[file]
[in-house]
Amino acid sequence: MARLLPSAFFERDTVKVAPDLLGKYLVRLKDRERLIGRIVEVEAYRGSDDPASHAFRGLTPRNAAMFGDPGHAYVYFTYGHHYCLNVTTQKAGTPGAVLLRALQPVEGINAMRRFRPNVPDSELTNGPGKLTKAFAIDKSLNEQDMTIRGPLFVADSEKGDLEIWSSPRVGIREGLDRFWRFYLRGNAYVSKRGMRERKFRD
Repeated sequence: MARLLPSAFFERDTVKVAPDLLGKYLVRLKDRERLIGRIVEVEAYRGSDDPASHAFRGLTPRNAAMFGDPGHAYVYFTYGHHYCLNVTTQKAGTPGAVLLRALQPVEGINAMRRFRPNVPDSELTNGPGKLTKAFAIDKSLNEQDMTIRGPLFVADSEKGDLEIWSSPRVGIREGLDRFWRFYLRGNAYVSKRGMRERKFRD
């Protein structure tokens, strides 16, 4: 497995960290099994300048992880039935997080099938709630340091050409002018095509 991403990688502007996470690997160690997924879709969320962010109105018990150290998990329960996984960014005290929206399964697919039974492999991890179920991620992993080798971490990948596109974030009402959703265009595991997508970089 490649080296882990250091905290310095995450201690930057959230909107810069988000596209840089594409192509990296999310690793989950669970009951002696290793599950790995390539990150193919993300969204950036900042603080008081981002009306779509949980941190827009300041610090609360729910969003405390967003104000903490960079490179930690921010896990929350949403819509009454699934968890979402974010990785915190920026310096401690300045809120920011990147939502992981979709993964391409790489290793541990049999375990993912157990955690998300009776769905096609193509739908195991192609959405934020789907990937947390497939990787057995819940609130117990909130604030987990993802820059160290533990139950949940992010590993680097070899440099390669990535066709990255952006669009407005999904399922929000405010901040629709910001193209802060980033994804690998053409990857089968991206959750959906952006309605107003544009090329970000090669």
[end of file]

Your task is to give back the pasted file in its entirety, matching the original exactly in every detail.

[in-house]
Amino acid sequence: MARLLPSAFFERDTVKVAPDLLGKYLVRLKDRERLIGRIVEVEAYRGSDDPASHAFRGLTPRNAAMFGDPGHAYVYFTYGHHYCLNVTTQKAGTPGAVLLRALQPVEGINAMRRFRPNVPDSELTNGPGKLTKAFAIDKSLNEQDMTIRGPLFVADSEKGDLEIWSSPRVGIREGLDRFWRFYLRGNAYVSKRGMRERKFRD
Repeated sequence: MARLLPSAFFERDTVKVAPDLLGKYLVRLKDRERLIGRIVEVEAYRGSDDPASHAFRGLTPRNAAMFGDPGHAYVYFTYGHHYCLNVTTQKAGTPGAVLLRALQPVEGINAMRRFRPNVPDSELTNGPGKLTKAFAIDKSLNEQDMTIRGPLFVADSEKGDLEIWSSPRVGIREGLDRFWRFYLRGNAYVSKRGMRERKFRD
């Protein structure tokens, strides 16, 4: 497995960290099994300048992880039935997080099938709630340091050409002018095509 991403990688502007996470690997160690997924879709969320962010109105018990150290998990329960996984960014005290929206399964697919039974492999991890179920991620992993080798971490990948596109974030009402959703265009595991997508970089 490649080296882990250091905290310095995450201690930057959230909107810069988000596209840089594409192509990296999310690793989950669970009951002696290793599950790995390539990150193919993300969204950036900042603080008081981002009306779509949980941190827009300041610090609360729910969003405390967003104000903490960079490179930690921010896990929350949403819509009454699934968890979402974010990785915190920026310096401690300045809120920011990147939502992981979709993964391409790489290793541990049999375990993912157990955690998300009776769905096609193509739908195991192609959405934020789907990937947390497939990787057995819940609130117990909130604030987990993802820059160290533990139950949940992010590993680097070899440099390669990535066709990255952006669009407005999904399922929000405010901040629709910001193209802060980033994804690998053409990857089968991206959750959906952006309605107003544009090329970000090669």